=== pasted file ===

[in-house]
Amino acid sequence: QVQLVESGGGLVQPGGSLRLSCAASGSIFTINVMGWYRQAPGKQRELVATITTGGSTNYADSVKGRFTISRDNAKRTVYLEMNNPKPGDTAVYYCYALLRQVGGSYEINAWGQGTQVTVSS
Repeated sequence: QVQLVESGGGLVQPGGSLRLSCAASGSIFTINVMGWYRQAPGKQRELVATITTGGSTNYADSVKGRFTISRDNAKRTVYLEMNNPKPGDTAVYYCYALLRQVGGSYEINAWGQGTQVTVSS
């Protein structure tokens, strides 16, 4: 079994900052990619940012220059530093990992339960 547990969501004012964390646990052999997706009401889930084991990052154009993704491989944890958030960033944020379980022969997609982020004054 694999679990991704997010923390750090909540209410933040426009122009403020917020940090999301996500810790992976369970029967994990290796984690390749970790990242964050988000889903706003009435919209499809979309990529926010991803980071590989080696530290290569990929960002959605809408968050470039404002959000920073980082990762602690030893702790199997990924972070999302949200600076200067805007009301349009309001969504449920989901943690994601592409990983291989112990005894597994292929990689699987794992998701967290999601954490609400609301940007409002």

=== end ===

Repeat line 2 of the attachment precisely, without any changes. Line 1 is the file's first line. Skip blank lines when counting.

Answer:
Amino acid sequence: QVQLVESGGGLVQPGGSLRLSCAASGSIFTINVMGWYRQAPGKQRELVATITTGGSTNYADSVKGRFTISRDNAKRTVYLEMNNPKPGDTAVYYCYALLRQVGGSYEINAWGQGTQVTVSS